Foster communication skills

Place a stronger emphasis on speaking and listening exercises to build confidence in these areas. Encourage debates, presentations and group discussions. Our language learning app Mondly by Pearson puts 560 minutes of speaking practice in your learners' pockets, supplementing your teaching with even more opportunities to use English inside and outside of the classroom.

Incorporate industry-specific vocabulary

Customize lesson plans and courses to include terminology related to various fields, from IT to marketing, so students develop a specialized lexicon that will benefit them in the workplace. The GSE Toolkit can help you find topic-related vocabulary and give you helpful tips on when to teach it.

Brush up on your own English language skills

Keeping your own English skills fresh and well-practiced is important to ensure you're teaching your learners to a good standard. Look into courses and professional development, such as our free course to improve your teaching with the Global Scale of English.

Partnerships with companies

Partnerships between educational institutions and businesses can provide students with valuable insights into the workplace and the specific language skills required.

Such collaborations can take the form of guest lectures, classes, internships (for older and adult students), or mentorship programs, offering students first-hand experience of the professional environment.

Engagement with authentic materials and resources

Encourage the use of authentic materials in the classroom, such as business English journals, podcasts, news articles and blog posts. This not only enriches vocabulary but also acquaints learners with the language's contextual nuances, preparing them for real-world communication challenges.

Offer access to testing and certification

Provide your students with information and access to language testing platforms and resources, such as the Pearson English International Certificate for valuable certification in the job market while continuing with an effective, connected learning program.

Encourage continuous learning

Recommend flexible options for continued language development, like the Pearson Connected English Learning Program or Mondly by Pearson, which cater to different learning styles and schedules. Also remember to use the GSE as a helpful tool for your lessons.

The future of English teaching

By reorienting our educational strategies to close the language gap, we empower students not just to succeed academically but to thrive professionally. It's a commitment to lifelong learning that begins in the classroom and extends into every facet of their working lives.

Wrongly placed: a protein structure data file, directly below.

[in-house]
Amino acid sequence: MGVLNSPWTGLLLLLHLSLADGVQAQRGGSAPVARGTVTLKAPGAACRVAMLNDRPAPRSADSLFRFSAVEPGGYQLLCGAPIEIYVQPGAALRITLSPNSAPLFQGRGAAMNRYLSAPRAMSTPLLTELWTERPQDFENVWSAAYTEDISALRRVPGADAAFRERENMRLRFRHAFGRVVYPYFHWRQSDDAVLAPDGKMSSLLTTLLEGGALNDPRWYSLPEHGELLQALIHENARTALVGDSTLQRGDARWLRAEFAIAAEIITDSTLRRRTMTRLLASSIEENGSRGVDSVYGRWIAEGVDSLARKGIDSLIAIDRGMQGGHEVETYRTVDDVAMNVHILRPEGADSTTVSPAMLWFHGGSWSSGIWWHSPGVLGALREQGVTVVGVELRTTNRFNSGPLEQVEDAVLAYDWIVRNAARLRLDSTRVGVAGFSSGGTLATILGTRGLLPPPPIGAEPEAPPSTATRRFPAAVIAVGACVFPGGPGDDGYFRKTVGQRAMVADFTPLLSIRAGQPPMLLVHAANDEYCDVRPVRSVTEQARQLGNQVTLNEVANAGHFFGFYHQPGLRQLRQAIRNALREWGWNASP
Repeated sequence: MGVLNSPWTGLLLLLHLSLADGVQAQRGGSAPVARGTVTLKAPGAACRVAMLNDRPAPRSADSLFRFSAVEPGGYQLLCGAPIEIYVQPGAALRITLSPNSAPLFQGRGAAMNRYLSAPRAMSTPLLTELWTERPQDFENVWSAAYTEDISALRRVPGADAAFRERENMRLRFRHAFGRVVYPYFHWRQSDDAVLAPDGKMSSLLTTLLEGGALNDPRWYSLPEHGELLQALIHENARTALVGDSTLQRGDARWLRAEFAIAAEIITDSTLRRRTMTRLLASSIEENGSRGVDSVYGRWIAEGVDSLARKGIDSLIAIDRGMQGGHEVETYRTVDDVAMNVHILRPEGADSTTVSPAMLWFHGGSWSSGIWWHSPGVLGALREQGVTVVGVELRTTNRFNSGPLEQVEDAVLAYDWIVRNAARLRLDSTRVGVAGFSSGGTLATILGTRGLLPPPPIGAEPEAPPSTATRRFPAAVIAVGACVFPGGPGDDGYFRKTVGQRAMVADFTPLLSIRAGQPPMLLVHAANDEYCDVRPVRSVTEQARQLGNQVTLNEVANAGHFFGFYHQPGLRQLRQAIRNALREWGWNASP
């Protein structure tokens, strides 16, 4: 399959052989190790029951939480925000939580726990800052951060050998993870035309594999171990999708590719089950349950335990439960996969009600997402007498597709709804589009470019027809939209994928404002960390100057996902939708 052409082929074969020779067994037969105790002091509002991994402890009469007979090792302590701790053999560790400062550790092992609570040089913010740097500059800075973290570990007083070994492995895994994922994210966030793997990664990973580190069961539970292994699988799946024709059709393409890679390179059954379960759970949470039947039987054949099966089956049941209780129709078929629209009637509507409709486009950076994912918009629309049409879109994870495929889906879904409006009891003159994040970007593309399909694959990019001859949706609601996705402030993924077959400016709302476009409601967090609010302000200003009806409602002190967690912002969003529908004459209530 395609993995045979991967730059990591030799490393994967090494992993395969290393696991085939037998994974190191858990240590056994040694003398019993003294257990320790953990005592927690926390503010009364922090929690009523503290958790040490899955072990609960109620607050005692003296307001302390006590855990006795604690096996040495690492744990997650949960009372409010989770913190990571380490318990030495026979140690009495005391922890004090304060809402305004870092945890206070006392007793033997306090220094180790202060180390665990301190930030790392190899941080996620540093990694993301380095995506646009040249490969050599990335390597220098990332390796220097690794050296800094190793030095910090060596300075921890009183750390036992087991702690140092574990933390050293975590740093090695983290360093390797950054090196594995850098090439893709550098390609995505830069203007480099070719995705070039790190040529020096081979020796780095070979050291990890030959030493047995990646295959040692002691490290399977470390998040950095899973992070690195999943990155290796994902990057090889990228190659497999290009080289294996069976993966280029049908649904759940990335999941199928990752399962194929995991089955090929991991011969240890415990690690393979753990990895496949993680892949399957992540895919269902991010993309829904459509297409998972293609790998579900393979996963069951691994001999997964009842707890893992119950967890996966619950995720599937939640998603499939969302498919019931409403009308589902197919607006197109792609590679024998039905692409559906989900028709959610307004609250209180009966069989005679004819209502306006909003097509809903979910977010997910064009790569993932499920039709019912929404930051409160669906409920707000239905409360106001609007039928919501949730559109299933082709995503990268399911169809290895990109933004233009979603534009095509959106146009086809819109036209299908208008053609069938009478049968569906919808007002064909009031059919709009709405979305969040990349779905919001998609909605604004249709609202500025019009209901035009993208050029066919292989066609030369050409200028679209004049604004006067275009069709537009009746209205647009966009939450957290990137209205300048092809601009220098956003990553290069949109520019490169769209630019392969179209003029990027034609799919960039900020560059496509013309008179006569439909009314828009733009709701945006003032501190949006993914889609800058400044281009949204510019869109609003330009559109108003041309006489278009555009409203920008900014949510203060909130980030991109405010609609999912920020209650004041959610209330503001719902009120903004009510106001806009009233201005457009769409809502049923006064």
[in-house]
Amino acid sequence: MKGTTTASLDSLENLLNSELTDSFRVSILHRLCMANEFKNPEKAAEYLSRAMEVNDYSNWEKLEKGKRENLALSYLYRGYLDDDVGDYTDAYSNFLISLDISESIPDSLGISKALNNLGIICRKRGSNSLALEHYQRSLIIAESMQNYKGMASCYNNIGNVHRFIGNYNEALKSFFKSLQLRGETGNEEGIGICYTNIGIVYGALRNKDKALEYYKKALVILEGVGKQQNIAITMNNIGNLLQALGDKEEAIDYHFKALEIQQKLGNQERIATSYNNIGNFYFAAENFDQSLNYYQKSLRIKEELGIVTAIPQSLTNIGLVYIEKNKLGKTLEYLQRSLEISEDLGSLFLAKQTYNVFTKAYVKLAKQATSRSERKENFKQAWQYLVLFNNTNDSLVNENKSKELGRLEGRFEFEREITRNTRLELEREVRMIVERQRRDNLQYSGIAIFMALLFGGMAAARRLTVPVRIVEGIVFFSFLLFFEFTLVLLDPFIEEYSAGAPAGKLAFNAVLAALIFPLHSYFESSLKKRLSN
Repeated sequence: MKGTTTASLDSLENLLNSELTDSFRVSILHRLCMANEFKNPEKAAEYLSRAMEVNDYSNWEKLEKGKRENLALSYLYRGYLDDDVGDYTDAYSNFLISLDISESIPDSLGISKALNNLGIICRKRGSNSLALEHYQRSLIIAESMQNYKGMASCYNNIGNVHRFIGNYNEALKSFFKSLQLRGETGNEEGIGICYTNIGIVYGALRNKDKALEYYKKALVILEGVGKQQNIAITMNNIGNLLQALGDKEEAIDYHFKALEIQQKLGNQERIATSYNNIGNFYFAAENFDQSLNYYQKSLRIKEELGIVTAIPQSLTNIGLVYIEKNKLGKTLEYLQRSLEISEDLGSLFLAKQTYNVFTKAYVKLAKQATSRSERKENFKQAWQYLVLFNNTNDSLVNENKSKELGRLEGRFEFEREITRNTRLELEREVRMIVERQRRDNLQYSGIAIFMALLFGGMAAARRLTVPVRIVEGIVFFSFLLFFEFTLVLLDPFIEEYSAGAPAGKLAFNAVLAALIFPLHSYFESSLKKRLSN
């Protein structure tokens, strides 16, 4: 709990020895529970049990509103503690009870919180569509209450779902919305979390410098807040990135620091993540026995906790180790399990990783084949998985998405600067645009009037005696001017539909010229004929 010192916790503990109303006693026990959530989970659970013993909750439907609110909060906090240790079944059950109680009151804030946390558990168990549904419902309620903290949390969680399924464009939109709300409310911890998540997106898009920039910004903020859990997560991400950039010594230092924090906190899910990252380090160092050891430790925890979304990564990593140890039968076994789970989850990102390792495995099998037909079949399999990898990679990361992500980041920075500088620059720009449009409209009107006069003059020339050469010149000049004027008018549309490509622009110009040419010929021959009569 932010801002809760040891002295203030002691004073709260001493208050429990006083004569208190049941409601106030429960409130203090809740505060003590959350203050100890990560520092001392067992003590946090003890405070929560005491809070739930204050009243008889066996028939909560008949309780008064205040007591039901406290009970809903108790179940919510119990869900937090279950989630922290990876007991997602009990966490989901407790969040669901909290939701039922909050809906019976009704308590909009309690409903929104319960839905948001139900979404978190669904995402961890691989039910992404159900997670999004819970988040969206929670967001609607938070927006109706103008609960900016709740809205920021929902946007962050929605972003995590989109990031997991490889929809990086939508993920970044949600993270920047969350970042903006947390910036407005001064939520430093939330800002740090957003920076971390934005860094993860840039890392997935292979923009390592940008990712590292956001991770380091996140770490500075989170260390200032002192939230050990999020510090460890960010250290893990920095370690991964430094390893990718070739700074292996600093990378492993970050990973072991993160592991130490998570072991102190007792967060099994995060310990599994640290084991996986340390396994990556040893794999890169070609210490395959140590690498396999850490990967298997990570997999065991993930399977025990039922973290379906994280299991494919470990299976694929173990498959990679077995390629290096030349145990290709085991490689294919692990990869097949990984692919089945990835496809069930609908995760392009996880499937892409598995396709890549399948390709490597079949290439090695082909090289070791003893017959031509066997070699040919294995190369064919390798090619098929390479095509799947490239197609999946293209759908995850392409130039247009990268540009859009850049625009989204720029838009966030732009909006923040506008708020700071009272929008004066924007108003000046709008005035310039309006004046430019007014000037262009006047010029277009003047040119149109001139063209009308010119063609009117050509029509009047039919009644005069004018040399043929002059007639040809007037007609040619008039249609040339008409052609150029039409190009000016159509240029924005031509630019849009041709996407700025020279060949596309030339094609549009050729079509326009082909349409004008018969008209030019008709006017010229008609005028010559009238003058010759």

Employers and educational institutions must collaborate to ensure that language proficiency is aligned with industry and student needs. By doing this, you as English teachers and educators both enhance the employability of graduates and contribute to a more interconnected and understanding global community.

Letizia Cinganotto, Professor at the University for Foreigners of Perugia, Italy, says:

"In our interconnected world teachers and educators need to consider innovative teaching trajectories that actively shape the evolving role of English, in order to guide learners to face the challenges of the knowledge society and to travel the global world in a lifelong fascinating journey."

For teachers looking to make a tangible difference in their students' futures, the task is clear: teach English not just as a subject, but as a versatile tool for global opportunity.

Take the next step

Curious to learn more about how to implement these changes in your classroom or educational institution? Read the full report here.

Discover in-depth insights and further information that can help bridge the educational-employment language gap.

Don't miss out on this valuable resource – click through to start transforming the way the English language is taught and applied in the modern workplace.

Harness the power of the Global Scale of English today

The world is constantly evolving, as are the global workplace demands. Arm your students with the English proficiency they need to excel in their careers by integrating the GSE into your curriculum. With a detailed framework and a wealth of resources at your disposal, the GSE offers an unparalleled tool for assessing and improving English language skills in a targeted, efficient manner.

Don't miss the opportunity to make a real difference in your students' professional futures. Explore the Global Scale of English now and start the journey towards bridging the educational-employment language gap. Together, we can prepare learners not just for the exams, but for the world.

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    [...]

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    • Tone and formality: The tone should match the context and purpose of your communication. While a business proposal might require formal language, an internal email to colleagues can be less formal. Understanding the nuances of tone can greatly impact how your message is perceived.
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    • Cultural sensitivity: In a global business environment, it is crucial to be aware of cultural differences and avoid culturally sensitive phrases. This sensitivity can prevent misunderstandings and foster more harmonious business relations.

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    • Immerse yourself in business language: Read a variety of business-related materials such as reports, emails and articles.
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    Alex